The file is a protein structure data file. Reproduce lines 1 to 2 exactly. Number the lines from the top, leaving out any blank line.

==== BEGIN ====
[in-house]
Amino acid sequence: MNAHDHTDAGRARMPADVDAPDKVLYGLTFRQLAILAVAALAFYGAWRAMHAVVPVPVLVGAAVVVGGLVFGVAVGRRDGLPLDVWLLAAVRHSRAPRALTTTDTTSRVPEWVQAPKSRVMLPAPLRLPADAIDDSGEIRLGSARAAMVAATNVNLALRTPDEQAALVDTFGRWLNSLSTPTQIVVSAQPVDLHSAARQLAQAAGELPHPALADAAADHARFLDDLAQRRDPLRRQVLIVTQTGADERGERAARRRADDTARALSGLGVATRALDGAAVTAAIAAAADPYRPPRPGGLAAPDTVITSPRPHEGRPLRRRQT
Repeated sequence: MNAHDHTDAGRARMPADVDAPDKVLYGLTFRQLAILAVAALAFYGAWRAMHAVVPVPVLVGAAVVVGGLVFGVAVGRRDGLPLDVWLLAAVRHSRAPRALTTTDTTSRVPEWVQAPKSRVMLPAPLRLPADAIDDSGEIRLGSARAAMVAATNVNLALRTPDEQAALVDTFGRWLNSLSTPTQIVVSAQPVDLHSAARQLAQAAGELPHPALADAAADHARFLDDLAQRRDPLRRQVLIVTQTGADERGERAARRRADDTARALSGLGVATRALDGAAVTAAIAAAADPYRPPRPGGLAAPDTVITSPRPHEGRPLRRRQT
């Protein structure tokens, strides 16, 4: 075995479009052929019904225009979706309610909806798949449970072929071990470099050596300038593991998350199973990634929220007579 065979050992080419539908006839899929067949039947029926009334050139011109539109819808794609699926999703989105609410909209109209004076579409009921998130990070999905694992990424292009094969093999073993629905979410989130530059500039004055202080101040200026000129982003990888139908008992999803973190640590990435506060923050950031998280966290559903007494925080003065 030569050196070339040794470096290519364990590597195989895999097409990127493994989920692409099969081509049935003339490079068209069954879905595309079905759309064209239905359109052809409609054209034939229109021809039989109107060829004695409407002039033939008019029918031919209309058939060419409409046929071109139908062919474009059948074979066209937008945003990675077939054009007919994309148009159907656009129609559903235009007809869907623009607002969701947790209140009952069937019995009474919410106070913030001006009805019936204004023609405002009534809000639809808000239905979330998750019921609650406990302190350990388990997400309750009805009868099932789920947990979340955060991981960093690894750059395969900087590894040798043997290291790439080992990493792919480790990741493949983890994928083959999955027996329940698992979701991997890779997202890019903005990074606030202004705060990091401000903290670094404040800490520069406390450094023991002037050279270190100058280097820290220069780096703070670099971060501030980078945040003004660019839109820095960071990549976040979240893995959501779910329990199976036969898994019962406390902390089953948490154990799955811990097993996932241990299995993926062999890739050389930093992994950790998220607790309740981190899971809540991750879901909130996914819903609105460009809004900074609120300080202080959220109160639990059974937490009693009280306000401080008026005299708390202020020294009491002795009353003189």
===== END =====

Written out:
[in-house]
Amino acid sequence: MNAHDHTDAGRARMPADVDAPDKVLYGLTFRQLAILAVAALAFYGAWRAMHAVVPVPVLVGAAVVVGGLVFGVAVGRRDGLPLDVWLLAAVRHSRAPRALTTTDTTSRVPEWVQAPKSRVMLPAPLRLPADAIDDSGEIRLGSARAAMVAATNVNLALRTPDEQAALVDTFGRWLNSLSTPTQIVVSAQPVDLHSAARQLAQAAGELPHPALADAAADHARFLDDLAQRRDPLRRQVLIVTQTGADERGERAARRRADDTARALSGLGVATRALDGAAVTAAIAAAADPYRPPRPGGLAAPDTVITSPRPHEGRPLRRRQT